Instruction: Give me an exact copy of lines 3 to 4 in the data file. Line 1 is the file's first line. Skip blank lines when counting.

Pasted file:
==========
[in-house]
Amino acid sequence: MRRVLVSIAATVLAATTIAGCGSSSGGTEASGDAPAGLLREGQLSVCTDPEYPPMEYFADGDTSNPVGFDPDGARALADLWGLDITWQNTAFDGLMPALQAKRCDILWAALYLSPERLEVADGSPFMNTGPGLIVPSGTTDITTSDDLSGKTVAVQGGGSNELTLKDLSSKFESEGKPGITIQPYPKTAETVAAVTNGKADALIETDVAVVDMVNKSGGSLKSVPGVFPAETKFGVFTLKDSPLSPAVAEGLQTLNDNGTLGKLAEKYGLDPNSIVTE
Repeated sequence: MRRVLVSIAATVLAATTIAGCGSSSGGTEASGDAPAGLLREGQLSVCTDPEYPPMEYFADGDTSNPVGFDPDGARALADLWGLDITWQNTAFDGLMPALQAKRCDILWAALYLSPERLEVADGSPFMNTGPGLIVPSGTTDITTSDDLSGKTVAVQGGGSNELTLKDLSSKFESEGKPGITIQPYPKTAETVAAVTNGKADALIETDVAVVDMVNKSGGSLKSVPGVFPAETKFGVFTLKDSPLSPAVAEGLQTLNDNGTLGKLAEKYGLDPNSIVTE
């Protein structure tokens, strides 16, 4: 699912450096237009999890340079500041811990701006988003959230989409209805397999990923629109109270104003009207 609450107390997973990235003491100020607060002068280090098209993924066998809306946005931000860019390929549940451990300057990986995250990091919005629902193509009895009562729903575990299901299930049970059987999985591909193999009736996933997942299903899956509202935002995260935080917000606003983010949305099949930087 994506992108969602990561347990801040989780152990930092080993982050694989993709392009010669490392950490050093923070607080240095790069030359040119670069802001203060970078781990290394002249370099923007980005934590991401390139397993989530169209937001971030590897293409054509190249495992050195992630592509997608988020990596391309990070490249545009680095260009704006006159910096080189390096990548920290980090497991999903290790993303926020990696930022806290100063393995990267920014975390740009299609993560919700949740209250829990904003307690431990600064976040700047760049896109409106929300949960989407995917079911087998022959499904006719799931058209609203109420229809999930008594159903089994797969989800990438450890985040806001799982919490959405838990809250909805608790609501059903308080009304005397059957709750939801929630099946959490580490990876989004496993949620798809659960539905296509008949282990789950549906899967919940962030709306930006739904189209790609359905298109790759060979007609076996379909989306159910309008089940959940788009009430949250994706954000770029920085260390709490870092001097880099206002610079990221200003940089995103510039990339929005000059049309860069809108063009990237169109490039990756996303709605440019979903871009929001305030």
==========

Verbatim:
Repeated sequence: MRRVLVSIAATVLAATTIAGCGSSSGGTEASGDAPAGLLREGQLSVCTDPEYPPMEYFADGDTSNPVGFDPDGARALADLWGLDITWQNTAFDGLMPALQAKRCDILWAALYLSPERLEVADGSPFMNTGPGLIVPSGTTDITTSDDLSGKTVAVQGGGSNELTLKDLSSKFESEGKPGITIQPYPKTAETVAAVTNGKADALIETDVAVVDMVNKSGGSLKSVPGVFPAETKFGVFTLKDSPLSPAVAEGLQTLNDNGTLGKLAEKYGLDPNSIVTE
């Protein structure tokens, strides 16, 4: 699912450096237009999890340079500041811990701006988003959230989409209805397999990923629109109270104003009207 609450107390997973990235003491100020607060002068280090098209993924066998809306946005931000860019390929549940451990300057990986995250990091919005629902193509009895009562729903575990299901299930049970059987999985591909193999009736996933997942299903899956509202935002995260935080917000606003983010949305099949930087 994506992108969602990561347990801040989780152990930092080993982050694989993709392009010669490392950490050093923070607080240095790069030359040119670069802001203060970078781990290394002249370099923007980005934590991401390139397993989530169209937001971030590897293409054509190249495992050195992630592509997608988020990596391309990070490249545009680095260009704006006159910096080189390096990548920290980090497991999903290790993303926020990696930022806290100063393995990267920014975390740009299609993560919700949740209250829990904003307690431990600064976040700047760049896109409106929300949960989407995917079911087998022959499904006719799931058209609203109420229809999930008594159903089994797969989800990438450890985040806001799982919490959405838990809250909805608790609501059903308080009304005397059957709750939801929630099946959490580490990876989004496993949620798809659960539905296509008949282990789950549906899967919940962030709306930006739904189209790609359905298109790759060979007609076996379909989306159910309008089940959940788009009430949250994706954000770029920085260390709490870092001097880099206002610079990221200003940089995103510039990339929005000059049309860069809108063009990237169109490039990756996303709605440019979903871009929001305030």